Diagnostic Assays : Cancer


Blood Protein Biomarkers for Detection of Colon Cancer

UW–Madison researchers have developed methods and kits for diagnosing colon cancer, including precancerous and early stage disease, using protein biomarkers in blood/serum. Approximately 30 peptides identified and validated in animal models were used to conduct targeted proteomic analysis in humans. The serum levels of several of the biomarkers correlated with cancer incidence and outcomes in the study of normal patients versus those with stage 1, 2 or stage 3 colon cancer.

Biomarkers for Detecting Prostate Cancer

UW–Madison researchers have identified eight genetic markers, or biomarkers, for prostate cancer. They can be detected in histologically normal prostate samples and/or the bodily fluids of men with no history of prostate cancer.

The biomarkers act as red flags, exhibiting abnormal methylation levels when cancer is present in peripheral prostate tissue (this is called cancer ‘field defect’). These changes are believed to represent early stages of the cancer process.

The biomarkers are associated with the genes CAV1, EVX1, MCF2L, FGF1, WNT2, NCR2, EXT1 and SPAG4.

Detecting Ovarian Cancer and Risk

A UW–Madison researcher and others have developed a new ovarian cancer screening method that measures total or ionized serum calcium levels in blood samples. Women exhibiting elevated levels may be up to three times more likely to be diagnosed with ovarian cancer.

Serum calcium can be detected and quantified using standard techniques, including absorption spectrometry, ion selective electrode, fluorescent detection, etc. The measured levels can be incorporated into an overall risk score, identifying women who should undergo further CA125 and ultrasound screening.

Muc16 Bound to Immune Cells Provides an Improved Indicator for Ovarian Cancer and Preeclampsia

UW-Madison researchers now have discovered a new prognostic and diagnostic indicator for ovarian cancer and preeclampsia.   CA125 is a peptide epitope from a large glycosylated protein called Mucin 16 (Muc16).  The researchers found that levels of Muc16 bound to immune cells provide a more specific indicator of ovarian cancer regression or recurrence.  Because Muc16 binds to specific subsets of immune cells that express Siglec-9, measuring the amount of Siglec-9 expressed on the immune cells also provides a method of detecting ovarian cancer.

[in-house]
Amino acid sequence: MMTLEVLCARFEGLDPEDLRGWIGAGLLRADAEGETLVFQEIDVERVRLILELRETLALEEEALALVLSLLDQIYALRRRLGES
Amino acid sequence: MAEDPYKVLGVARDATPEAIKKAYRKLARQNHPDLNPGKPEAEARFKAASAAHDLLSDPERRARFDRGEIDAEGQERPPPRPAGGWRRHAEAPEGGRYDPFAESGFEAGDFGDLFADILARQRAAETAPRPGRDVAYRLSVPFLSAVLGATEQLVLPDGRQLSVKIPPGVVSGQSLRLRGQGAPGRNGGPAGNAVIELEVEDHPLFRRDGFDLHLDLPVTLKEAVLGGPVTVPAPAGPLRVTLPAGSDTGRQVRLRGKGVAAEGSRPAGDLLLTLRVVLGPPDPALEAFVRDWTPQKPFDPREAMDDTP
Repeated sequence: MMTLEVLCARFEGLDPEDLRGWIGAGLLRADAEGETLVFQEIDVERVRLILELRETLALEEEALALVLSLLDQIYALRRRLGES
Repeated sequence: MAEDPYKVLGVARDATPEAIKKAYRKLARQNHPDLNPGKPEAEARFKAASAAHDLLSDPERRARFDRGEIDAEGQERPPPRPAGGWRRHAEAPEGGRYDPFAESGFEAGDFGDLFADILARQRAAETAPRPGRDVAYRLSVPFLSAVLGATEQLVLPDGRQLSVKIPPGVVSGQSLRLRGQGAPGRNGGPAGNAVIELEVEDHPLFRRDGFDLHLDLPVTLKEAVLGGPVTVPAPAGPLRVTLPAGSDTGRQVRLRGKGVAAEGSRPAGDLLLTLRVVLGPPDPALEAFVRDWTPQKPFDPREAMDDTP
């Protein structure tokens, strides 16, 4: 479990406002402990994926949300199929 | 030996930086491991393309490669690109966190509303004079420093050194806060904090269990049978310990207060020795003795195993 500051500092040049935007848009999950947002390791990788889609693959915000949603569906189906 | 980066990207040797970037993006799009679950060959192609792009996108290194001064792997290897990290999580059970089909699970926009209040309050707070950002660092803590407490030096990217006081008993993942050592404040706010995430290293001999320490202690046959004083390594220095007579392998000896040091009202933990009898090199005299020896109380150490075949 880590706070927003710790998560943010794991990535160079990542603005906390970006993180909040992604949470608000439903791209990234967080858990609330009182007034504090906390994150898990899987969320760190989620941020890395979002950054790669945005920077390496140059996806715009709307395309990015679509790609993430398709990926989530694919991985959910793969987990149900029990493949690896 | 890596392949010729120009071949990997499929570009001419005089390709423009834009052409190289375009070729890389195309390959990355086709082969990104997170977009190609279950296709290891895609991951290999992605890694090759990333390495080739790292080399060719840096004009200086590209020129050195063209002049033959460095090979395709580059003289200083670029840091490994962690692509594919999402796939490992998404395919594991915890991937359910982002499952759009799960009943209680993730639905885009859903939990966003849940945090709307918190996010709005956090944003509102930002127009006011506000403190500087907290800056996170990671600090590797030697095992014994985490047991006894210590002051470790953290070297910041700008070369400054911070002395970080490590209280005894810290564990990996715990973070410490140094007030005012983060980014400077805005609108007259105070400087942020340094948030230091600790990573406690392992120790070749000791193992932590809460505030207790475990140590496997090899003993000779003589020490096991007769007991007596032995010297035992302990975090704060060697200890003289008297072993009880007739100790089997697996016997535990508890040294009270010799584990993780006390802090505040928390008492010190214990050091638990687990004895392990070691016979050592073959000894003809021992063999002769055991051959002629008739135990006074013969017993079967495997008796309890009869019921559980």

In addition, Muc16 and Siglec-9 may serve as indicators of preeclampsia in pregnant women.  They can be used to detect preeclampsia and to distinguish women with ovarian cancer from healthy pregnant women and women with preeclampsia.

HPV-Positive Biomarkers for Cervical and Head and Neck Cancers

UW-Madison researchers have identified three potential biomarkers that are specific for HPV-positive cancers in cervical and head and neck tumors: testicular cell adhesion molecule 1 (TCAM1), synaptonemal complex protein 2 (SYCP2) and stromal antigen 3 (STAG3).  These biomarkers can be used to detect cervical or head and neck cancer.  TCAM1 and SYCP2 also can be used to detect precancerous lesions.

TCAM1, SYCP2 and STAG3 are testis-specific human genes.  The inventors have shown that mRNA from these genes is expressed in HPV-positive head and neck and cervical cancers but cannot be detected in normal somatic tissues or HPV-negative head and neck cancers.